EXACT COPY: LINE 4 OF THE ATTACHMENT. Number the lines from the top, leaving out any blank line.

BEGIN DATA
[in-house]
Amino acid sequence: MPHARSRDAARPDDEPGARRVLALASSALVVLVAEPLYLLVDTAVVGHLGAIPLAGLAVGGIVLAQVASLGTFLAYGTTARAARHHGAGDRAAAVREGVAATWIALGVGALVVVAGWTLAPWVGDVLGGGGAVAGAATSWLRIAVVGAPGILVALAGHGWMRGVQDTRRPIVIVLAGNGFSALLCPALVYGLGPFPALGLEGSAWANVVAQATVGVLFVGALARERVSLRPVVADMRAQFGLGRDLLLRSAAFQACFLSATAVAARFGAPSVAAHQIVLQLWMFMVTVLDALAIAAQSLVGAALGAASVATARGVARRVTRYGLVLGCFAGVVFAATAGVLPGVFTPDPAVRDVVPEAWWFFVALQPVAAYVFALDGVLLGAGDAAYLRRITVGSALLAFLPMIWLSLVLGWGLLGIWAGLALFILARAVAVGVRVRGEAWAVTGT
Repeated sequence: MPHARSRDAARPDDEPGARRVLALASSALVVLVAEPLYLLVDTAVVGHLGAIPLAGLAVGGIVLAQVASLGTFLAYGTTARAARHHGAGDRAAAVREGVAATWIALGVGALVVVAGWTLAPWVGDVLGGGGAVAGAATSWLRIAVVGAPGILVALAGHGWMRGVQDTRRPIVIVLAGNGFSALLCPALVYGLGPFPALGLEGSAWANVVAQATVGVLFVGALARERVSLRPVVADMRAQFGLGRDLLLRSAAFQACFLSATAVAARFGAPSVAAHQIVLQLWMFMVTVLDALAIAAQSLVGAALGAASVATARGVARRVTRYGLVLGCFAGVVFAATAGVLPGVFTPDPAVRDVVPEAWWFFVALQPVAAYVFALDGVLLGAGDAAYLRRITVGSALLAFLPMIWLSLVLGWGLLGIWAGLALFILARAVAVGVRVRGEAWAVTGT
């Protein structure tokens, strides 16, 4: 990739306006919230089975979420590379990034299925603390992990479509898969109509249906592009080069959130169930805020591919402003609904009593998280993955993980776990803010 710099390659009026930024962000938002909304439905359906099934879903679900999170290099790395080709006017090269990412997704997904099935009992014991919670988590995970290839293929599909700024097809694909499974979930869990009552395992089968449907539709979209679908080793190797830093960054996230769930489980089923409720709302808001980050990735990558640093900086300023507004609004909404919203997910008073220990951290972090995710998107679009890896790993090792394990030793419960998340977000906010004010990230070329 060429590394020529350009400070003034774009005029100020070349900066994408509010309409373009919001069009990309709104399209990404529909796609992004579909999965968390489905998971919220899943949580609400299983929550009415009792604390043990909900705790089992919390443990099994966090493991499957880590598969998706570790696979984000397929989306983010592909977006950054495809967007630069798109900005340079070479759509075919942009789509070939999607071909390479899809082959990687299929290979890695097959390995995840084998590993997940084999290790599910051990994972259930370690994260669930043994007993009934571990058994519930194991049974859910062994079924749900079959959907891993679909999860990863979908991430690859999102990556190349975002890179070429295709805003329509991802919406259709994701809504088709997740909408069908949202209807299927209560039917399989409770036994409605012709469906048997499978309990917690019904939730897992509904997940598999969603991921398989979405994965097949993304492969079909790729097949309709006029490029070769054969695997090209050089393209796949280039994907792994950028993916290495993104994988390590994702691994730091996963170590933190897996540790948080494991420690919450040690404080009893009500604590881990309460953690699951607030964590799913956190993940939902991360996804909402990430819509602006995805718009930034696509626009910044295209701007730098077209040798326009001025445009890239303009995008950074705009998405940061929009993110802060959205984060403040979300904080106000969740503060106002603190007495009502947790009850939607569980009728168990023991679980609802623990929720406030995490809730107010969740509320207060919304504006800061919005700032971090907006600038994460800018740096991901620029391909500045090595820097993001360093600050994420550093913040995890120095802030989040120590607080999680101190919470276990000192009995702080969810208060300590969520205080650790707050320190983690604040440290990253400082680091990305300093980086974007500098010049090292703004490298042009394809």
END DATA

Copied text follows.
């Protein structure tokens, strides 16, 4: 990739306006919230089975979420590379990034299925603390992990479509898969109509249906592009080069959130169930805020591919402003609904009593998280993955993980776990803010 710099390659009026930024962000938002909304439905359906099934879903679900999170290099790395080709006017090269990412997704997904099935009992014991919670988590995970290839293929599909700024097809694909499974979930869990009552395992089968449907539709979209679908080793190797830093960054996230769930489980089923409720709302808001980050990735990558640093900086300023507004609004909404919203997910008073220990951290972090995710998107679009890896790993090792394990030793419960998340977000906010004010990230070329 060429590394020529350009400070003034774009005029100020070349900066994408509010309409373009919001069009990309709104399209990404529909796609992004579909999965968390489905998971919220899943949580609400299983929550009415009792604390043990909900705790089992919390443990099994966090493991499957880590598969998706570790696979984000397929989306983010592909977006950054495809967007630069798109900005340079070479759509075919942009789509070939999607071909390479899809082959990687299929290979890695097959390995995840084998590993997940084999290790599910051990994972259930370690994260669930043994007993009934571990058994519930194991049974859910062994079924749900079959959907891993679909999860990863979908991430690859999102990556190349975002890179070429295709805003329509991802919406259709994701809504088709997740909408069908949202209807299927209560039917399989409770036994409605012709469906048997499978309990917690019904939730897992509904997940598999969603991921398989979405994965097949993304492969079909790729097949309709006029490029070769054969695997090209050089393209796949280039994907792994950028993916290495993104994988390590994702691994730091996963170590933190897996540790948080494991420690919450040690404080009893009500604590881990309460953690699951607030964590799913956190993940939902991360996804909402990430819509602006995805718009930034696509626009910044295209701007730098077209040798326009001025445009890239303009995008950074705009998405940061929009993110802060959205984060403040979300904080106000969740503060106002603190007495009502947790009850939607569980009728168990023991679980609802623990929720406030995490809730107010969740509320207060919304504006800061919005700032971090907006600038994460800018740096991901620029391909500045090595820097993001360093600050994420550093913040995890120095802030989040120590607080999680101190919470276990000192009995702080969810208060300590969520205080650790707050320190983690604040440290990253400082680091990305300093980086974007500098010049090292703004490298042009394809």